When transplant isn ’t the only option
Nine-year-old Ariana Dufane is happiest when she’s tumbling, whether she’s launching herself off the ground for a cartwheel or practicing how to perform the perfect split. In that moment, the fourth-grader focuses on nothing but strength and balance, a skill she has refined, not just in gymnastics but in life. Born with intestinal pseudo-obstruction — a disorder of abnormal intestinal motility function that may cause the body to go into intestinal failure — Ariana’s first few months were spent in and out of emergency rooms. Her symptoms began with a distended belly and an inability to have a bowel movement. “I could tell she was in horrible pain and I didn’t know why,” says Ariana’s mom, Lisandy Jimenez. “She would cry and break out in a sweat.” Lisandy tried everything — removing milk from Ariana’s diet, a special formula, antibiotics and other medications. When the options ran out, she took Ariana to a gastrointestinal specialist near their home in Stamford, Connecticut. And, when he ran out of options, she traveled to a major medical center in Philadelphia. “That’s when we got the diagnosis that it was pseudo-obstruction,” Lisandy says. Ariana had multiple ostomies, a surgical opening made in the skin as a way for waste products to leave the body, and a gastrostomy, a surgical opening into the stomach for a feeding device insertion. “We were there for nearly three years, often three months at a time,” says Lisandy. “They no longer...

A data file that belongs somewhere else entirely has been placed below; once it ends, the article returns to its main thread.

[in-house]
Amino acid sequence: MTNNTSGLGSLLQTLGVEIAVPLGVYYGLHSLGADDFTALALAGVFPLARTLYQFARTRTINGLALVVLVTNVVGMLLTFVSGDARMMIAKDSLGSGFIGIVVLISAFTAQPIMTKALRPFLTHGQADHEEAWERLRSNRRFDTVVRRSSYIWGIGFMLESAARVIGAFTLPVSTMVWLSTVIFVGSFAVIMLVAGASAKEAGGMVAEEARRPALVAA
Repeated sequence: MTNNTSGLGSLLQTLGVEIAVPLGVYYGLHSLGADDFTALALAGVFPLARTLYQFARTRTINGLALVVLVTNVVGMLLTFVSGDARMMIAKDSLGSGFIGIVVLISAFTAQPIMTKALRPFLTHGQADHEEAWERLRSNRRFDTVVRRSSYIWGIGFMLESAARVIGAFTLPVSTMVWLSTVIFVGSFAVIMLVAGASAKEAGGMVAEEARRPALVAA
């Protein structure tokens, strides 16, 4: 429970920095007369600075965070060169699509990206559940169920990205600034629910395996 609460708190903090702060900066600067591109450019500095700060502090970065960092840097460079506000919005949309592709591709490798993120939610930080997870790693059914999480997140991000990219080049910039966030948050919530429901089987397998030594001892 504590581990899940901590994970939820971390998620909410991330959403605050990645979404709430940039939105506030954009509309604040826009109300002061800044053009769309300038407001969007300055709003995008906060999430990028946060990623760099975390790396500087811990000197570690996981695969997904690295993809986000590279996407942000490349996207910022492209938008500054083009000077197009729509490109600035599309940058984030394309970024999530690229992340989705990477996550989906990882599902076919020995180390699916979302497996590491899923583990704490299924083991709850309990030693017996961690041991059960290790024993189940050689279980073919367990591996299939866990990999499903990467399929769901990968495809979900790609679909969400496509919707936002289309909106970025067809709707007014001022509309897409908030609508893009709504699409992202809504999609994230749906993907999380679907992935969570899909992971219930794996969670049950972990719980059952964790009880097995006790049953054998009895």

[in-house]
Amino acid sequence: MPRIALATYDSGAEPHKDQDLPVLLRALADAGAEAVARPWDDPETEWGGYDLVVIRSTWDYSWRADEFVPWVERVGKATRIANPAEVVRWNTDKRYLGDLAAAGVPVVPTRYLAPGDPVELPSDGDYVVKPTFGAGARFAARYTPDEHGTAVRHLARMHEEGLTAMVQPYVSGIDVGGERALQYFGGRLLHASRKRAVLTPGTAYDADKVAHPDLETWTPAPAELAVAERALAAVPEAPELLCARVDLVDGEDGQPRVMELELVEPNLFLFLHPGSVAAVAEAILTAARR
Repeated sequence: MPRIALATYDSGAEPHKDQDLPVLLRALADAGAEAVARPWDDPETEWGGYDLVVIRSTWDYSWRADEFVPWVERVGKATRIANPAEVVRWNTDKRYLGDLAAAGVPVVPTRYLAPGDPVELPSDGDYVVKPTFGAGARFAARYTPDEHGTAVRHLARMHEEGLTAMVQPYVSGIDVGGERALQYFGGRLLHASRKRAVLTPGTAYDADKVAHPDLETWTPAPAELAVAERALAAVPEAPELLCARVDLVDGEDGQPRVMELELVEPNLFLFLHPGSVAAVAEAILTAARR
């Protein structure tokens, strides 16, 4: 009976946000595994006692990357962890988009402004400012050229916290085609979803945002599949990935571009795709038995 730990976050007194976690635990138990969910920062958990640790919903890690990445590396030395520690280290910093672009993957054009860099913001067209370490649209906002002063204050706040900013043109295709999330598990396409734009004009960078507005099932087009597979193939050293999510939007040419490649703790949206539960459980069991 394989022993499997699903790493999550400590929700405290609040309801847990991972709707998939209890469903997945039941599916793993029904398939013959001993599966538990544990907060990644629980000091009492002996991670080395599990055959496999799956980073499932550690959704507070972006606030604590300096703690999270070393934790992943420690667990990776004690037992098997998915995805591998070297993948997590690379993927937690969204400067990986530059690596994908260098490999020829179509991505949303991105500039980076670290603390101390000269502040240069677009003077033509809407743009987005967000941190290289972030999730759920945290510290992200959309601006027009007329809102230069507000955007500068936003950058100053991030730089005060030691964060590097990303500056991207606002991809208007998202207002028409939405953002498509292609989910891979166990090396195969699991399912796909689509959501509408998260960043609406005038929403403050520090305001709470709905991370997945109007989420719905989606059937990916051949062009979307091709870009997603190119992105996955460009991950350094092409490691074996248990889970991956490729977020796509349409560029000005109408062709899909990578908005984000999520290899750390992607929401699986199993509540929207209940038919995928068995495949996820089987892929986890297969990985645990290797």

Source: Thrive, Children's Hospital Boston - Category: Pediatrics Authors: Emily Williams Tags: Our Patients’ Stories Boston Children's Motility and Functional Gastrointestinal Disorders Center Colorectal and Pelvic Malformation Center Intestinal and Multivisceral Transplant Program intestinal transplant Leonel Rodriguez pseudo-obstruc Source Type: news
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